General English

General Science

  • verb to arrange a group of windows in a graphical user interface so that they are displayed side by side without overlapping


  • A thin rectangular unit used as a finish for walls, floors or roofs, such as ceramic tile, structural clay tile, asphalt tile, cork tile, resilient tile, and roofing tile.

Real Estate

  • noun a thin flat or curved piece of baked, sometimes glazed, clay or synthetic material used to cover roofs, floors and walls, or for decoration
  • noun a short pipe of baked clay, concrete or plastic used in making a drain
  • noun a hollow block of baked clay, concrete or gypsum used as a building material for walls or floors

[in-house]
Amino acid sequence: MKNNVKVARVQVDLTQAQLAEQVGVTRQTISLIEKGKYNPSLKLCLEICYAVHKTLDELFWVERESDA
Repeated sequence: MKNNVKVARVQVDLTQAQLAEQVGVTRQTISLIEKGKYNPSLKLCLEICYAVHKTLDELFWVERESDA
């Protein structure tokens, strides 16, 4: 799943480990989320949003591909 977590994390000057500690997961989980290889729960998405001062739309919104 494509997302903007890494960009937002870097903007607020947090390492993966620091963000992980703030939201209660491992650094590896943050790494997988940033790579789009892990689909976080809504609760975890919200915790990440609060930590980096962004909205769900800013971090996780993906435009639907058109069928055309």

• noun tiles considered collectively

Origin & History of “tile”

A tile is etymologically a ‘cover’. The word comes ultimately from Latin tēgula ‘tile’, a derivative of the same Indo-European base as produced English deck and thatch and Latin tegere ‘cover’ (source of English detect, protect, etc). Tēgula was borrowed into prehistoric west Germanic as *tegala, which evolved into German ziegel, Dutch tegel, and English tile.